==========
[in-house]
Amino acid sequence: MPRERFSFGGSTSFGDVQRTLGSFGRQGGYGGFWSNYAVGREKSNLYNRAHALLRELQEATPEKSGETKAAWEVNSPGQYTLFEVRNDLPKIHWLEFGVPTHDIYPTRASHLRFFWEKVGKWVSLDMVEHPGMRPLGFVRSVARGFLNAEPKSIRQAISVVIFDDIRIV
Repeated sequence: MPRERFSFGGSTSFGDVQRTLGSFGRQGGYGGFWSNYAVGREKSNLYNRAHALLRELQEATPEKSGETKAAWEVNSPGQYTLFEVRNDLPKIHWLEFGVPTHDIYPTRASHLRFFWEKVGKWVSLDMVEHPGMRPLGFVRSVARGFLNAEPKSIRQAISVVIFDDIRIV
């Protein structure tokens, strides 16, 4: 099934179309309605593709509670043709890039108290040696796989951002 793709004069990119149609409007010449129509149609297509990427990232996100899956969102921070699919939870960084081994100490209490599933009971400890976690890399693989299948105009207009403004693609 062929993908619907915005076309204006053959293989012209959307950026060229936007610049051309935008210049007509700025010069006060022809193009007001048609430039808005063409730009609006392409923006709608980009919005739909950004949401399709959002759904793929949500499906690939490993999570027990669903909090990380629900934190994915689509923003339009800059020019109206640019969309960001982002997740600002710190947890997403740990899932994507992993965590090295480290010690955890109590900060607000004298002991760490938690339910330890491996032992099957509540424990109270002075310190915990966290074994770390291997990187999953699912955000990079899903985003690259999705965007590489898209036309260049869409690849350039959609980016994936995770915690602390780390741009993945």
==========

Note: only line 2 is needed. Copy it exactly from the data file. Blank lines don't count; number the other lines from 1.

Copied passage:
Amino acid sequence: MPRERFSFGGSTSFGDVQRTLGSFGRQGGYGGFWSNYAVGREKSNLYNRAHALLRELQEATPEKSGETKAAWEVNSPGQYTLFEVRNDLPKIHWLEFGVPTHDIYPTRASHLRFFWEKVGKWVSLDMVEHPGMRPLGFVRSVARGFLNAEPKSIRQAISVVIFDDIRIV